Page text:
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TABLE B.--Digest of Facts by State Assessors for Board of Equalization.
Whole number of Price of farm Aggregate value State Assessors' State Assessors' Ag'gate of State Local Assessors'
of farm lands. valuation of the valuation of Assessors' valu- valuation of per-
real estate of real estate of ation of real es- sonal estate.
( C. )
also of personal estate, and the excess of personal estate per capita over bank capital, as well as the rate per capita of the equalized value
Population for Bank capital, Local assessors' Rate per ca- Rate per capita of Rate per capita Rate per capita of Rate per capita of
real estate, ac-
estate, 1862. cording to local turned by suthe supervisors, ing capital.
assessors' valupervisors, 1861. 1861.
ation, 1861. 47,172 $1,060,000 $13,557,759 $22
323 14,002 304,557 3,982,103
220 45,904 1,079,950 12,876,110
23 70 47 290
280 99,497 571,150 34,399,592
6 70 64 370
Counties: Albany, Delaware, Greene, Montgomery, Orange, Otsego,
line of the counties of Saratoga, Fulton and Herkimer, west by the east line of the counties of Oneida, Madison, Chenango and Broome, and south by the State lines of Pennsylvania and New Jersey.
In its topography it is mountainous. It embraces the whole of the Catskill mountain group south of the Mohawk valley. It therefore partakes of the features incident to an Alpine region. High table land broken into bills and valleys, mountain peaks, deep narrow valleys, and a broken, rocky and uneven surface generally. The highest elevation reached by any of the mountain peaks is about 3,000 feet above the tide level of the Hudson river; very much of its improved land will be found at 'a level of from 1,000 to 1,500 and 2,000 feet above tide. This elevation affects its agriculture and prevents a large tract of land which bas unrivalled market advantages from becoming highly cultivated, or its resources of soil available. Both the Delaware and Susquehanna rivers have their heads in this group. The Delaware, in the county of Delaware, near the Schoharie county line, and the Susquehanna, in the county of Otsego, near the Herkimer county line. The western and northern portion of Otsego county are properly within the fifth group, but yet its general position and topography make its position in this group proper.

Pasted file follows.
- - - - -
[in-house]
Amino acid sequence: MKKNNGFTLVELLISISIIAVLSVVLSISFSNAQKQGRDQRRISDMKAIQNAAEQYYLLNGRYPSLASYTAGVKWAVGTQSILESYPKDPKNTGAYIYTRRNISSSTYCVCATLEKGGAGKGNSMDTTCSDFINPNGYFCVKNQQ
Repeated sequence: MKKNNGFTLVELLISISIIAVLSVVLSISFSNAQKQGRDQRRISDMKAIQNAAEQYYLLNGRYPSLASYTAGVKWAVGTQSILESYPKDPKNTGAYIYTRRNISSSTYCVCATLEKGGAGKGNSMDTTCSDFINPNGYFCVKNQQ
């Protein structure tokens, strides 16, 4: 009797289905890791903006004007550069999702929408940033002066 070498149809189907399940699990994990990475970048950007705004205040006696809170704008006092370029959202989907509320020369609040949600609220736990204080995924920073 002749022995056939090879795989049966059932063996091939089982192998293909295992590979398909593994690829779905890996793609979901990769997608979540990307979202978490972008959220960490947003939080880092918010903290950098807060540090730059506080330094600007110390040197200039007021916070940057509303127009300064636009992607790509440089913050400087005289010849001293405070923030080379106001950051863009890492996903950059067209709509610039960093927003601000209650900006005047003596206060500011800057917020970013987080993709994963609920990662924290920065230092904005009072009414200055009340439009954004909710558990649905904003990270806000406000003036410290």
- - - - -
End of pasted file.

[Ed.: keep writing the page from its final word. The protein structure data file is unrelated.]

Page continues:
In the county of Greene, where the mountains recede from the river, there is a narrow strip of level land, also along the Mohawk river, in the counties of Schenectady and Montgomery, and along the Schoharie creek, in the county of Schoharie, there are narrow strips of level interval lands, but generally, there are few tracts of level land throughout the group.
Below Greene county, the boundary upon the river is high and mountaincus; in some places, as in Rockland, the mountain range is narrow, and slopes to the interior, giving some valleys of desirable land, but generally the whole group may be classed as Alpine in its appearance and resources.
The views from some of the highest accessable peaks of the Catskill mountains, are among the grandest in this region of country, embracing as they do, the Hudson river, and the eastern counties, and extending into the adjoining States.